Our recommendations for the best pond plants are Water Hyacinths and Bloomsz Marginal Bog Plant Mini Cattail. We opted for plants that would add interest to our pond with the goal of creating a natural feel. Our choices include both floating and emergent plants to take care of the pond and its edges. If you want more great pond plant candidates, read on for our comprehensive list.
- 1 Our Top Picks for the Best Pond Plants
- 2 What You Need to Know about Having a Pond
- 3 Types of Aquatic Plants
- 4 Choosing Plants for Your Pond
- 5 Our Recommendations: Water Hyacinths and Bloomsz Marginal Bog Plant Mini Cattail
Our Top Picks for the Best Pond Plants
What You Need to Know about Having a Pond
People are naturally drawn to water. There’s something so relaxing about hearing water rushing over rocks. Installing a pond in your yard can add interest and appeal to your landscaping. And it isn’t hard to do. If you’ve ever had an aquarium, you have the basics down to set up a pond. All you need is a container for water, and you’re well on your way.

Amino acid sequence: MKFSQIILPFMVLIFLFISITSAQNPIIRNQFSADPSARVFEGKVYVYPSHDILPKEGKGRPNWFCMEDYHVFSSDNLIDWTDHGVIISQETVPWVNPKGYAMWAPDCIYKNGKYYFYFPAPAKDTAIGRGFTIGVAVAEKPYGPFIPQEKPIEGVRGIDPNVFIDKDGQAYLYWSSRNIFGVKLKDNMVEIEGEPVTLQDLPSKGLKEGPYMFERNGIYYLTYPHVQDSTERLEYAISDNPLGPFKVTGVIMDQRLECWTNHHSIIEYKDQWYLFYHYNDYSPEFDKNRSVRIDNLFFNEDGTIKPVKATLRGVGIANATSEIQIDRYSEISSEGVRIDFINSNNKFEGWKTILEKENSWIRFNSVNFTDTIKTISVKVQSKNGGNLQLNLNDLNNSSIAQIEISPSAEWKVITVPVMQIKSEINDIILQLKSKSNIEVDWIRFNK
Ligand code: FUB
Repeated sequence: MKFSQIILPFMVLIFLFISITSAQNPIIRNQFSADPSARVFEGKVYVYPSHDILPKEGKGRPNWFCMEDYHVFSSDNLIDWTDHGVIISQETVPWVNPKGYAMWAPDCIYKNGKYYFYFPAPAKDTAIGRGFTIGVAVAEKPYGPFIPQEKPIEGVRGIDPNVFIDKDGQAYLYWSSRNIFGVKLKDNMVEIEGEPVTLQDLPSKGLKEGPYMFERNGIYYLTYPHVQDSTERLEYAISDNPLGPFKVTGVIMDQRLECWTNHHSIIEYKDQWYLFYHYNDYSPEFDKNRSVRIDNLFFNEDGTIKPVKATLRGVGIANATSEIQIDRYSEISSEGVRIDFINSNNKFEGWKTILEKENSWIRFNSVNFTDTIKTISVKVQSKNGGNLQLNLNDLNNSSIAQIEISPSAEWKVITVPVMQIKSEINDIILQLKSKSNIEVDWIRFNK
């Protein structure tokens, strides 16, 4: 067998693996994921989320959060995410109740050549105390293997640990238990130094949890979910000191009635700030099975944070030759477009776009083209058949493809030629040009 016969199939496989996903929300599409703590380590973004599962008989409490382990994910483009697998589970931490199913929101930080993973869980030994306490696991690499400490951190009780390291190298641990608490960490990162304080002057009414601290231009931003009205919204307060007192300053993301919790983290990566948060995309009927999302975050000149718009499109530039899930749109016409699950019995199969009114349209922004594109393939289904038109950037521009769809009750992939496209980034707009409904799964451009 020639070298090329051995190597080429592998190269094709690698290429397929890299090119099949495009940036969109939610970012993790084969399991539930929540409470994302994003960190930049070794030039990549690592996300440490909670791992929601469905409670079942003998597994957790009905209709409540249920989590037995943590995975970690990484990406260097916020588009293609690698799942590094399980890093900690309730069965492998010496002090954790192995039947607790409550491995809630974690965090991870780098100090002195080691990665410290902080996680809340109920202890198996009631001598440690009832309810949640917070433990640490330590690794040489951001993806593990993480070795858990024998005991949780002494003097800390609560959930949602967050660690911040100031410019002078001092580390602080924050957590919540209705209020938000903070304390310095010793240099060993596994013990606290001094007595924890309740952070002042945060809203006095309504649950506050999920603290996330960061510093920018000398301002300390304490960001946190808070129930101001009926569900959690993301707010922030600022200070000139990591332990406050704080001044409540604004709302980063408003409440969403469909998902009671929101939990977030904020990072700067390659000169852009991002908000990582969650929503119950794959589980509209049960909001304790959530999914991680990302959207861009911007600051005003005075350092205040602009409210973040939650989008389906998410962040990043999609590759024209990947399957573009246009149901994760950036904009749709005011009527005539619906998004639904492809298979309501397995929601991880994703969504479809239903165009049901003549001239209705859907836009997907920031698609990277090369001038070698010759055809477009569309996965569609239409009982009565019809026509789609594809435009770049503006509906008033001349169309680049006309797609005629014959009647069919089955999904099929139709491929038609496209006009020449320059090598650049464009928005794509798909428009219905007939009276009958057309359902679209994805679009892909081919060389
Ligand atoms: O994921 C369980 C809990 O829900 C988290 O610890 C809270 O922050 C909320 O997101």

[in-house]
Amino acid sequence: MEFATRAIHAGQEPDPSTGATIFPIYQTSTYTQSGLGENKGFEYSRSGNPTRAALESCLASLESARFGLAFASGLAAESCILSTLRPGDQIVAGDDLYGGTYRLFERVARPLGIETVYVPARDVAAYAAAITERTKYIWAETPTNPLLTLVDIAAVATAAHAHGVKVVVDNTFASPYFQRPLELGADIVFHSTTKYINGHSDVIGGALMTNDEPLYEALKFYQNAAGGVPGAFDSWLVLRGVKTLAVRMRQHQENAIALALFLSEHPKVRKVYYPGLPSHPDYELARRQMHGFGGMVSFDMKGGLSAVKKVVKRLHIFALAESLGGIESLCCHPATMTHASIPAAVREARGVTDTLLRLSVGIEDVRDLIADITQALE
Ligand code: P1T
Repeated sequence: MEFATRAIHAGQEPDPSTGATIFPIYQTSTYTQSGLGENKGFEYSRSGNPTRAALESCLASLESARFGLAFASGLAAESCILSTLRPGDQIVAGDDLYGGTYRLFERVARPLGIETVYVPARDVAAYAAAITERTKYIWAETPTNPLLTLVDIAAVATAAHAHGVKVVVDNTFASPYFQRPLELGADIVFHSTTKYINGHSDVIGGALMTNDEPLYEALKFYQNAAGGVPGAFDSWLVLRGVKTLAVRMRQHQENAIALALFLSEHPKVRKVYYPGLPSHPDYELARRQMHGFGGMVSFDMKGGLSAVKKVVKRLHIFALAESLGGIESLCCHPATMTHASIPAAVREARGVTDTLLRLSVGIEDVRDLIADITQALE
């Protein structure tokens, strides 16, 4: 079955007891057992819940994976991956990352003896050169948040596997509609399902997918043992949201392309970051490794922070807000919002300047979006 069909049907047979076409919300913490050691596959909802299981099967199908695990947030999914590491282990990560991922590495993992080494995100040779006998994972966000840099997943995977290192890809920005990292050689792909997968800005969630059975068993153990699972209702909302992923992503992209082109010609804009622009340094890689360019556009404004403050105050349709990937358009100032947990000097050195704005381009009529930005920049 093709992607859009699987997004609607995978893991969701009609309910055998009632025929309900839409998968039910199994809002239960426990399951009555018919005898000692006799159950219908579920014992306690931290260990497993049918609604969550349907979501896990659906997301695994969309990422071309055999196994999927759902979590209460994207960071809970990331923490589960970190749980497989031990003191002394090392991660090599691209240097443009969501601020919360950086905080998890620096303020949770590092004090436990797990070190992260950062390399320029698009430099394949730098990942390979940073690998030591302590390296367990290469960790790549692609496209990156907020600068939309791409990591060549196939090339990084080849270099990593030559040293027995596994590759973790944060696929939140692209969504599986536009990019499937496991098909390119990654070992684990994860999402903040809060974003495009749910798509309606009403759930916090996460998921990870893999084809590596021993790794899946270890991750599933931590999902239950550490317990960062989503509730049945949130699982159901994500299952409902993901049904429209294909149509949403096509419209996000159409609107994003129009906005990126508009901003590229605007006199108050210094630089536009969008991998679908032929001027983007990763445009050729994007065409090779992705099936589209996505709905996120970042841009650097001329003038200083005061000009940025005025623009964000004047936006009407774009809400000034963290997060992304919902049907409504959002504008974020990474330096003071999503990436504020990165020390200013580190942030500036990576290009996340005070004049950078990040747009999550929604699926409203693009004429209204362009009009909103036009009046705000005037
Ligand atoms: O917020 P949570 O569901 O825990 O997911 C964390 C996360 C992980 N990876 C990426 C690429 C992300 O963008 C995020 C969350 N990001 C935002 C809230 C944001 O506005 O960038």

Take your time deciding on the right site. It plays a major role in whether you’ll have success with your aquatic pond. A sunny location offers the best option. Remember, light has to penetrate through the water for plants to undergo photosynthesis and to make food and energy. You should also place your pond away from trees and shrubs, especially messy ones like maples.
Leaves, seeds, and fruits from these types of trees will wreak havoc on your pond. You’ll end up spending a lot more time trying to keep it clean than you might want. You can’t skip this bit of maintenance. Decaying vegetation will affect the water quality, and thus, the health and longevity of your pond plants. If you have fish in your pond, you might end up losing them too.